New Lanes Boost DC’s Overall Bike Network
(Washington, DC) Mayor Adrian M. Fenty and Department of Transportation (DDOT) Bicycle Program Manager Jim Sebastian and Department of the Environment (DDOE) Director George Hawkins today announced that the District is on track to complete 40 miles of bike lanes in the District. In all, eight miles of bike lanes will have been installed in 2008, more than any single year to date. This accomplishment keeps the District on track to meet one of the goals of the DC Bicycle Master Plan: to install 60 miles of bike lanes in 10 years.
“We’re keeping our promise to make the District more bicycle-friendly,” said Mayor Fenty. “And to really move people out of their cars, we have to make sure the infrastructure is in place for them to pedal safely on our streets and trails.”
The District has also made a significant investment to ensure cyclists have a secure place to park their bikes with DDOT workers installing the 1000th bike rack this week. DDOT bike racks are located all throughout the city as part of the District’s commitment to provide ample parking for bikes.
“Under the Mayor’s leadership, we are making rapid progress in our bicycle program,” said Mr. Sebastian. “Few cities can boast about doing more to make two-wheel travel easier and safer.”
Men’s Health Magazine recently named Mayor Fenty as one of its 20 “Heroes of Health and Fitness” for his commitment to making DC more bike-friendly. Also, earlier this year, the District was named “Most Improved City” for bicycling by Bicycling Magazine. The new bike lanes and racks are just a couple of the bicycle and pedestrian initiatives currently underway at DDOT:
A Bicycle Transit Center is being built at Union Station. The 1,700 square foot facility will be the first of its kind on the East Coast and will offer bicycle parking, rentals, repairs and retail accessories. It is expected to open for business in spring 2009.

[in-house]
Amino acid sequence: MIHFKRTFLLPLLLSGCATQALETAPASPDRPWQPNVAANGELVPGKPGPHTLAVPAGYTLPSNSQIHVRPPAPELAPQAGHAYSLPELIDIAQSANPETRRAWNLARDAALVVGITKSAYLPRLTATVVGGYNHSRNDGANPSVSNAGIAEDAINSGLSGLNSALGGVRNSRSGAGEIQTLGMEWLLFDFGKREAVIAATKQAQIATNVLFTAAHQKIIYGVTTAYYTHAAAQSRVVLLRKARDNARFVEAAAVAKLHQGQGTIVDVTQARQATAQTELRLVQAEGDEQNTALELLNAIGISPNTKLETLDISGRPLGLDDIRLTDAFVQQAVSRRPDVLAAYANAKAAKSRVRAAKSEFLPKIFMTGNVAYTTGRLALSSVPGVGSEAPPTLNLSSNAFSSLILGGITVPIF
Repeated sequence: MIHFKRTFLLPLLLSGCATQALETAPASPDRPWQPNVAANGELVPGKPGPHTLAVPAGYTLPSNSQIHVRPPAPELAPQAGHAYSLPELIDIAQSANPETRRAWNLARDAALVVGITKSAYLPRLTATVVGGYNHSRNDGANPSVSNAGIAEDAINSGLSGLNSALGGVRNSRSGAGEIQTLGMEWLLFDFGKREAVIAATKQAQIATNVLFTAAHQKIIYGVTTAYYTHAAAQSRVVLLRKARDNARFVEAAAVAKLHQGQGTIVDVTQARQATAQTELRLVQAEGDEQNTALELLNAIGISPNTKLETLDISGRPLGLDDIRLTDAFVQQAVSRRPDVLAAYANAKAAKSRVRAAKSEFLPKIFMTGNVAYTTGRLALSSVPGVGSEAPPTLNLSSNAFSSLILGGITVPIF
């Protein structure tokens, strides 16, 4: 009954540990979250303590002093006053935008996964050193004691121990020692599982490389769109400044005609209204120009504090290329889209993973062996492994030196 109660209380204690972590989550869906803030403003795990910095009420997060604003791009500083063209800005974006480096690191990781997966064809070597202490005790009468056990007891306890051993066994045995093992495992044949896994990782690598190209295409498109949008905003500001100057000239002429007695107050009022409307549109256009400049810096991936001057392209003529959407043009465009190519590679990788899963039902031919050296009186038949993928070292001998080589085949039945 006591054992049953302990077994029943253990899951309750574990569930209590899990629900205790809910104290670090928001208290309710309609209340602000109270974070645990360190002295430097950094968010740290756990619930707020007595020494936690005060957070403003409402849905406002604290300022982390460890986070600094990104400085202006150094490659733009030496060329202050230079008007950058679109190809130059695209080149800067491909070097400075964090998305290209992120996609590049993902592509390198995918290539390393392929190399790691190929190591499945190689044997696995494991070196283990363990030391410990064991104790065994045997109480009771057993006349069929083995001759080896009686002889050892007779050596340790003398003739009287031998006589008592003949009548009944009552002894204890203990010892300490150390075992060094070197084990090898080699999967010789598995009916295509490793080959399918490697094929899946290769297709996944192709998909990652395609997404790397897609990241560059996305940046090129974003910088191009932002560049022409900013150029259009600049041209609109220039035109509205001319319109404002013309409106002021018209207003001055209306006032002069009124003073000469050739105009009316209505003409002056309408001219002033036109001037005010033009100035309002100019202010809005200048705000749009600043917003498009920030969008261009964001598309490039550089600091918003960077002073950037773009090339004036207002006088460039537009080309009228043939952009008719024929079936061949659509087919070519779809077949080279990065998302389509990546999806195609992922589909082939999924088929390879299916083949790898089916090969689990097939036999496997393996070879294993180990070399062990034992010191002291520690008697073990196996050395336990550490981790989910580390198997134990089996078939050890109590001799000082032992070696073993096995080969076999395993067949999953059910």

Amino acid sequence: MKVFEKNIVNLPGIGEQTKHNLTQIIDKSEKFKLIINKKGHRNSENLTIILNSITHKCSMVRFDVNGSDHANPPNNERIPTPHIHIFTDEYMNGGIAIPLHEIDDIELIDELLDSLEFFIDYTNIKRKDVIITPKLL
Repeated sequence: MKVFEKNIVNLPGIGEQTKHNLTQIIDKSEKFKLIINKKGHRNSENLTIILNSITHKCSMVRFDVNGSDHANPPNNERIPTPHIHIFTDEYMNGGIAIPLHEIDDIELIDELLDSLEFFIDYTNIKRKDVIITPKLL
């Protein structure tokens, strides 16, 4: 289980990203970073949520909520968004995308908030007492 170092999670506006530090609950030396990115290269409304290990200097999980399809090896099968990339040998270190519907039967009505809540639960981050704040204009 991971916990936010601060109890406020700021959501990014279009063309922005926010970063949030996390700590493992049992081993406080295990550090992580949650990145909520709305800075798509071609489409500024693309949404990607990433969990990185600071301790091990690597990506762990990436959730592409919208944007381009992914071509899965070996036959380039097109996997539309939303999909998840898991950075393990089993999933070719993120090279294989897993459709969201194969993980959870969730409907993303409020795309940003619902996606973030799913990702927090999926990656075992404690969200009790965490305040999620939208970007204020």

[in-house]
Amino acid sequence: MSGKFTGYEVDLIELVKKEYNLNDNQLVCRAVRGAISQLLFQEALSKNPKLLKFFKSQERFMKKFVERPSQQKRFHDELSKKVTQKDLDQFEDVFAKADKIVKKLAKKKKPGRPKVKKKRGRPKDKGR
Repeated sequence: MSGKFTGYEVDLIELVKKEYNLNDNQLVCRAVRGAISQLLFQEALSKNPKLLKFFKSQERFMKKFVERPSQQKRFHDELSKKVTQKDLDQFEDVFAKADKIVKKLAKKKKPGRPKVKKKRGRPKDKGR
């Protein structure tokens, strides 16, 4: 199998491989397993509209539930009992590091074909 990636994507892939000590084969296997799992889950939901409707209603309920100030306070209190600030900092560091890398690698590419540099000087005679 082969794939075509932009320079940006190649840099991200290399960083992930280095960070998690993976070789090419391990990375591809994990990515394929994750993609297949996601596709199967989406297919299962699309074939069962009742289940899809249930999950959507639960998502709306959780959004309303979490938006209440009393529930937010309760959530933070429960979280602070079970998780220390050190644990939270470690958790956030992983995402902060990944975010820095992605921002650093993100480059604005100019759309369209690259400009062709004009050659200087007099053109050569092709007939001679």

The SmartBikeDC bike-sharing program, launched in August 2008, is off to a fast start. More than 900 people have signed up and the program is averaging close to 150 trips a day (www.smartbikedc.org).
The District recently joined a national campaign to advocate for a dramatic increase in funding for biking and pedestrian-focused programs in the next surface transportation authorization bill. This effort is led by the Washington-based Rails-To-Trails Conservancy which released a report this week illustrating the benefits of investing in active transportation options. DDOT submitted a case statement in support of the organization’s initiative.
Construction is expected to start by the end of the year on Phase II of the Metropolitan Branch Trail. The MBT is a planned seven-mile bicycle and pedestrian trail between Union Station and Takoma Park, MD, that will connect underserved areas of the city with the region’s extensive trail network.
The highly publicized Draft Pedestrian Master Plan was released earlier this year and is currently undergoing its final public review process. The plan recommends new traffic safety policies and roadway improvements to improve pedestrian safety and reduce the number of injuries and fatalities.
Now that school is back in session, DDOT representatives are visiting schools as part of the DDOT pedestrian/bicycle education program. This program looks to educate both children and adults on safe pedestrian and bicycle practices.
For more information on DDOT’s bicycle and pedestrian programs, visit the DDOT web site at www.ddot.dc.gov.